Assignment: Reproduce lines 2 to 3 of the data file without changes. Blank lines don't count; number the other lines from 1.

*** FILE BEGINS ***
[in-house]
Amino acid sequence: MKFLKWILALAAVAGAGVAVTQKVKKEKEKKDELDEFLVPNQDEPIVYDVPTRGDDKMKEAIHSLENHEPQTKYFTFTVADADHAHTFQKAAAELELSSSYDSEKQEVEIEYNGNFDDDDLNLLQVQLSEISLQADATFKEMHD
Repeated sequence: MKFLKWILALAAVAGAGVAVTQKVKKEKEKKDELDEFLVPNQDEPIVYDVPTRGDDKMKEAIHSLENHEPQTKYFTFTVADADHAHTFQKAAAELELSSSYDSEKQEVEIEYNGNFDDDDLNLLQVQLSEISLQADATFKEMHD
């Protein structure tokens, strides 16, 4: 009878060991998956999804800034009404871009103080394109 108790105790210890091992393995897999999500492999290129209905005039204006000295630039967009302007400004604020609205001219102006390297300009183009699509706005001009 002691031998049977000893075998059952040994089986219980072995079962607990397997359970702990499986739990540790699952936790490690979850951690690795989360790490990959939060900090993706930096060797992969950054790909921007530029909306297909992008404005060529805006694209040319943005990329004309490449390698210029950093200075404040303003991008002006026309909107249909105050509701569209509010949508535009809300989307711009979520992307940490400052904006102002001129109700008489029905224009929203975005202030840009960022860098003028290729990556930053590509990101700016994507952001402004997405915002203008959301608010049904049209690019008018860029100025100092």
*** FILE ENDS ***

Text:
Amino acid sequence: MKFLKWILALAAVAGAGVAVTQKVKKEKEKKDELDEFLVPNQDEPIVYDVPTRGDDKMKEAIHSLENHEPQTKYFTFTVADADHAHTFQKAAAELELSSSYDSEKQEVEIEYNGNFDDDDLNLLQVQLSEISLQADATFKEMHD
Repeated sequence: MKFLKWILALAAVAGAGVAVTQKVKKEKEKKDELDEFLVPNQDEPIVYDVPTRGDDKMKEAIHSLENHEPQTKYFTFTVADADHAHTFQKAAAELELSSSYDSEKQEVEIEYNGNFDDDDLNLLQVQLSEISLQADATFKEMHD